backhand.  Using the two-hander has helped me get a feel for the proper
one-handed stroke and I find that I can hit a much more consitent
one-handed backhand than I ever could when I used it regularly.  But I
haven't found a compelling reason to abandon the two-handed shot.  I
find that I have greater power and accuracy with two hands.  And as
Stanford noted, it's nice to be able to rip both low and high balls
with a two-handed shot, especially on an agressive approach.

- David
--
 David M. Hansen    |  Department of Computer Science and Engineering

(503)690-1121 ex7367|                   PO Box 91000
fax: (503)690-1553  |               Portland, OR 97291-1000

 
 
 

Backhands: one hand vs. two

Post by Trond Vidar Ols » Sat, 04 Dec 1993 20:18:19

I play both one and two handed backhand. Two handed for heavy topspin,
one handed for slice and deplacement shots.
If you can play all shots one handed, that'll be the best solution!

my 0.10 kroner

:)

 
 
 

Backhands: one hand vs. two

Post by Eddie Hedg » Sun, 05 Dec 1993 00:24:46

Quote:

> Hi yall
> I have a two handed backhand that is fairly consistent but kinda weak.
> I have fiddled with a one hand backhand in recent weeks.  It is
> definitely not as  consistent as my two-hander, but it is a much
> more potent weapon.  My dilemna is:  Should I make a permanent switch?

  ^^^^^^^^^^^^^^^^^^
Quote:
> MY QUESTION TO YOU TENNIS PLAYERS OUT THERE IS:  WHICH IS BETTER A TWO
> HAND BACKHAND OR A ONE HAND?  WHY?
> All responses will be appreciated!
> Alan Johnson


 Hi Alan,
  Sounds like you answered your own question. :-) I've really enjoyed reading
people's responses to this. In my case I started taking lessons using a one-
handed backhand and have tried using two hands but I just can't seem to
control it. :-( Seems it would be a good idea to try out the suggestions the
netters came up with.  
Eddie
--

       o
            "Serve Hard, Volley Deep,            
  /\O/      
 0  \\        Seize Your Break Points And Grin Like A Pirate" -Newk  
    //        
 
 
 

Backhands: one hand vs. two

Post by tak0.. » Sun, 05 Dec 1993 01:03:07

In my opinion on two handed backhand is a good way to use it since it gives
more control which translate consistent return... where as one hand backhand
gives more power and manuverability.  So when I play tennis.. I usually use
either one depending on the situation and how I want to return the ball.
But I use one hand the most because I like to move while on run but as a
baseliner myself I usually resort to two-handed since I want consistency.

                                                        Indy

 
 
 

Backhands: one hand vs. two

Post by Matthew Di » Sun, 05 Dec 1993 02:33:23


Quote:

>MY QUESTION TO YOU TENNIS PLAYERS OUT THERE IS:  WHICH IS BETTER A TWO
>HAND BACKHAND OR A ONE HAND?  WHY?

I guess my analysis is that all things being equal, a one-handed back hand
is probably more versatile and allows for a longer range, so would serve
you better.

Pros and cons from a former teacher:

Pros (two handed)
Easier to learn
Better control throughout learning curve
Less preparation needed (shorter backswing)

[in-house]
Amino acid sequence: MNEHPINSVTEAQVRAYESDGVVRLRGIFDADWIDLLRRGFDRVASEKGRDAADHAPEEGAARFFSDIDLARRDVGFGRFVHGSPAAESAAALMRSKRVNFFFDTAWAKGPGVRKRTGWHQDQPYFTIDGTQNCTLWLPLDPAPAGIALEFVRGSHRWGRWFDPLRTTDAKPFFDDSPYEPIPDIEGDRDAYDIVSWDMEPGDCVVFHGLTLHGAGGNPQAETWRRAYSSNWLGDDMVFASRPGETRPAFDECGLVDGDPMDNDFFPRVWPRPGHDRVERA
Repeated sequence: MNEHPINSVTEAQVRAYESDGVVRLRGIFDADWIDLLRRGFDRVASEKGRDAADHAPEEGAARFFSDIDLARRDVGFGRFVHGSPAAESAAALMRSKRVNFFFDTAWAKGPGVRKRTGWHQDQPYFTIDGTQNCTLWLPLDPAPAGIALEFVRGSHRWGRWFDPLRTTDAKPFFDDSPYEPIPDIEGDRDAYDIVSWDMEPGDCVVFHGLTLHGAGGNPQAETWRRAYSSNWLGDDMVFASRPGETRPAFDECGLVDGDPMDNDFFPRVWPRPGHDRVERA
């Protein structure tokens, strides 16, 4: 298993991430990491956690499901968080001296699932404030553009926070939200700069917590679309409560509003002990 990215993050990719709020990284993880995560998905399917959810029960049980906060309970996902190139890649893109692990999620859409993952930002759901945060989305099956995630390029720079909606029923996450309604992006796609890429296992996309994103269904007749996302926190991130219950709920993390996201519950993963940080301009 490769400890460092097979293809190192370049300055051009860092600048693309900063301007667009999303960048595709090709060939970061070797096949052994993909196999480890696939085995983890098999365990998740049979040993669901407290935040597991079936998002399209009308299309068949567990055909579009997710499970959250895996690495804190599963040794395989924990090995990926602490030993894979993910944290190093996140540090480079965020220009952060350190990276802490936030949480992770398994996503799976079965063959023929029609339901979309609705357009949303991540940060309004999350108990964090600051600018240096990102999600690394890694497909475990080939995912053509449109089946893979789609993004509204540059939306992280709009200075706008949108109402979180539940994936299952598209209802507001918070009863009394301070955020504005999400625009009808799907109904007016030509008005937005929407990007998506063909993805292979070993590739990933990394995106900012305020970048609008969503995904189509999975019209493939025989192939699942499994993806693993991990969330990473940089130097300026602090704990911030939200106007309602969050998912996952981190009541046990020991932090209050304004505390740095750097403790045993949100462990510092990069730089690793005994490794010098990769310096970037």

Quicker response (shorter follow through)
More natural cross-court shot

Cons (two handed)
Less power
Less versatile shot selection
More obvious shots (you can't camoflage it as well, at least I can not)
Not as natural down the line shot

These are my opinions of course, people will definitely disagree with me, and
you may find me way off, I'm just telling you my experience.  

Finally, it depends how much time you can put into it, and where you are in
your game.  If you are an *** who will play once a week or once a month for
the rest of your playing career (occasional club tourney thrown in) I would
not change it as you would not have enough time to throw into making the
change work, and to get you over the initial shot-change awkwardness.  On the
other hand, if you can get a coach and some serious time committed, or you are
relatively new to formalized stroke production, I would go for a one-hander
as it is a more versatile stroke.

Any comments, questions, challenges, etc. are appreciate.

matt***

 
 
 

Backhands: one hand vs. two

Post by Alexander Michael Eberso » Sun, 05 Dec 1993 08:00:03

|> Hi yall
|>
|> I have a two handed backhand that is fairly consistent but kinda weak.
|> I have fiddled with a one hand backhand in recent weeks.  It is
|> definitely not as  consistent as my two-hander, but it is a much
|> more potent weapon.  My dilemna is:  Should I make a permanent switch?
|>
|> MY QUESTION TO YOU TENNIS PLAYERS OUT THERE IS:  WHICH IS BETTER A TWO
|> HAND BACKHAND OR A ONE HAND?  WHY?
|>
|> All responses will be appreciated!
|>
|> Alan Johnson

I have been through a similar situation.  The two-hander works better for me,
especially on passing shots, even though I can hit a harder one-handed backhand.  

As far as which one is better, that depends on your game.  

-If you are a baseliner, the two-hander will probably be more effective,
particlarly in handling high-bouncing balls and hitting passing shots.  Also, a
two-hander is much easier to hit on the rise.    

-If you are a serve-and-volleyer, the one-handed backhand will make the transition
from backcourt play to net play easier for you since it is difficult for many
people to switch from two-handed groundstrokes at the baseline to one-handed
volleys at the net.

-A two-handed backhand requires good upper-body rotation during the stroke to
generate good power.  I bet that this is your problem.  If you can't correct this
problem then you're better off hitting a one-handed backhand in which the
shoulders can stay closed throughout the stroke.    

-A lot more can go wrong with a one-handed backhand if your knees aren't bent,
your shoulders open up too soon, or you use an open stance.

No matter which one you choose, you should have a one-handed slice backhand which
will allow you to get the ball back when you're out of position and handle low
balls.

Hope that helps.

--Alex Ebersole

 
 
 

Backhands: one hand vs. two

Post by Alfred R. Toscan » Sat, 04 Dec 1993 20:38:58


Quote:

>Hi yall

>I have a two handed backhand that is fairly consistent but kinda weak.